TORONTO -- If the Toronto Argonauts are going to defend their CFL title, they're going to have to do it without their Grey Cup MVP.
Chad Kackert underwent surgery Tuesday to repair a broken ankle and is done for the year, the final blow in a season full of them for the Argos' explosive running back.
If the Argos can take any measure of comfort into Sunday's East Division final versus the Hamilton Tiger-Cats, it's that they've been in this spot for the better part of the season -- having to make do without the player who led them to Grey Cup glory a year ago.
"All injuries are frustrating," Argos head coach Scott Milanovich said after Tuesday's walk-through. "From his perspective it was very disappointing, it was a tough year for him with the injuries and finally felt like he was getting healthy, finally felt like he was getting his chance to get in there and do what he wanted to do all year.
"Our team is very disappointed for him, but it's football, but you've got to rally, and we've got guys who fortunately have played well."
Milanovich said he will rely on backups Jerious Norwood and Curtis Steele to fill in for Kackert, and -- regrettably for Kackert -- it won't be the first time. The speedy running back missed 10 of 18 games this season after injuring his knee and shoulder (twice), plus suffering a concussion.
The five-foot-eight, 206-pound Kackert was still Toronto's leading rusher this season, running for 480 yards on 71 carries (6.8-yard average) with three touchdowns. The former New Hampshire star added 23 catches for 184 yards and a TD.
A season he'd surely love to forget finally came to a crashing halt Friday afternoon when he injured his ankle at practice at Rogers Centre.
The disappointment in losing Kackert is tempered, Milanovich said, by the fact other players have stepped up all season when others have been hurt.
"Absolutely, (Norwood and Steele) have played and played well, and played in big games, even on the road, Jerious played in Calgary and Saskatchewan and helped us get wins," Milanovich said. "It would be more nerve-wracking had they not played, and you didn't have the confidence level that they're going to be in there and execute what you're doing.
"As disappointing as it is for Kack, me as a coach and the players as a team have faith in the guys who are going to fill in for him. We're just going to have to move on, unfortunately."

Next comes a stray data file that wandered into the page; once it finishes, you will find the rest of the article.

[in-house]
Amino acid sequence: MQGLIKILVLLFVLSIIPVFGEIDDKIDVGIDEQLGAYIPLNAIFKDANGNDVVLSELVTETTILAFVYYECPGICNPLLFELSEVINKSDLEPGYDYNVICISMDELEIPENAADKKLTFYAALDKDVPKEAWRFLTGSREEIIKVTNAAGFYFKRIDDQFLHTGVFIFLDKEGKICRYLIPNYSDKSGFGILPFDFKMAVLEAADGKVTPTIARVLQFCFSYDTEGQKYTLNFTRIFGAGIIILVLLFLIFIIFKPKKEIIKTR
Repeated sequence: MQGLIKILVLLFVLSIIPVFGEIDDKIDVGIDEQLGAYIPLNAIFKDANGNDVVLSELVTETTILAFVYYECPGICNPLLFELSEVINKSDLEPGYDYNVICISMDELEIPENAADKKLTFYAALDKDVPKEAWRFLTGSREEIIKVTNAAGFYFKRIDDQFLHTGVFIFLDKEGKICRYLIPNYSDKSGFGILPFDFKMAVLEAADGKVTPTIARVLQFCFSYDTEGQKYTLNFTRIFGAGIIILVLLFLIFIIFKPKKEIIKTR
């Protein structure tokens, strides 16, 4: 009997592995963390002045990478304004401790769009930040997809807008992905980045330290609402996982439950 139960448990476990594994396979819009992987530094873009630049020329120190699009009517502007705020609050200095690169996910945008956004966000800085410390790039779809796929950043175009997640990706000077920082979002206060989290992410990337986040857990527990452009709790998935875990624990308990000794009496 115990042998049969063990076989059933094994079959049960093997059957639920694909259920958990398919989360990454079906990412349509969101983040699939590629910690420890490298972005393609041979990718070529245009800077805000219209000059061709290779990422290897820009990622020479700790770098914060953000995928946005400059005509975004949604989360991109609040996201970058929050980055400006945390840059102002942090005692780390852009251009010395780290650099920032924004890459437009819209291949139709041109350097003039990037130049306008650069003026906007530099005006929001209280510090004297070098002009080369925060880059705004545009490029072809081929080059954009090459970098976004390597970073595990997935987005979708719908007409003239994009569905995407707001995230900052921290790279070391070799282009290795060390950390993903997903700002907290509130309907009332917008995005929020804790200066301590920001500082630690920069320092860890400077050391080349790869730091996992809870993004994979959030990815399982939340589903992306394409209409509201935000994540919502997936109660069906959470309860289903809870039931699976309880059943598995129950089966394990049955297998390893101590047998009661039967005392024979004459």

Norwood, who is still adjusting to Canadian football, is coming off a big game, running for 102 yards on eight carries in Toronto's 23-20 loss to Montreal in the Nov. 1 regular-season finale. Norwood added four catches for 62 yards in replacing Kackert, who in a cruel twist was healthy that night and given the game off to rest for the playoffs.
"It was just a terrible accident, and all our thoughts and prayers go out to Kack, but we've got to keep rolling," Norwood said. "It's a team game, when one guy goes down, the next man has got to step up, stick together as a team. Just finish strong."
Norwood, who spent five seasons with the Atlanta Falcons and was signed by the Argos on Aug. 14 as an insurance policy, has been by Kackert's house to visit his injured teammate.
"I just let him know that I loved him and we loved him as a team, and we support him," Norwood said. "He was actually feeling pretty good. . . he's in a good mood, good spirits, hopefully we can go out and get a win for him."
Quarterback Ricky Ray said sometimes unfortunate, crazy things happen in practice, and that it was a big blow to see a teammate go down, especially Kackert with his big-play potential.
"It's tough not having him but we've got some guys that got a lot of experience this year when he was out, and guys that we feel can go in and do the job," Ray said. "It would be more difficult if Chad had been there the whole year and played every game and now we're trying to find guys that can come in without any experience to fill that role. But we've got guys that got significant playing time this year that can come in and do a good job."
Steele's best game came in his Argos debut, running for two touchdowns in Toronto's 38-12 romp over the B.C. Lions on July 30.
"We just knew the situation, (Milanovich) told us that he's got the guys, we've been in this situation before since early in the year when Kack went down and I had to step up and fill those shoes," the rookie running back said. "He just told us to be ready, prepare like we always have."
The broken ankle is a heartbreaking ending for Kackert, who was a major part of Toronto's success late last season.
Just a couple of weeks ago, on the eve of his most recent return to the lineup -- this time after missing two weeks with a shoulder injury -- he had talked about finding solace from Rudyard Kipling's inspirational poem "If."
Two lines of the poem read: "If you can meet with triumph and disaster and treat those two impostors just the same. . ."
"(The poem offers) perspective and that if I let anything get to my character, then I've lost," Kackert said in an interview the day before Toronto's Oct. 24 game versus Winnipeg. "I kind of had to take that in and understand that's the one thing I do have that can't be taken away."
Kackert was presented with last year's Grey Cup MVP after powering through the Calgary Stampeders defence for 133 yards on 20 carries in Toronto's 35-22 victory. He added 62 yards on eight catches out of the backfield.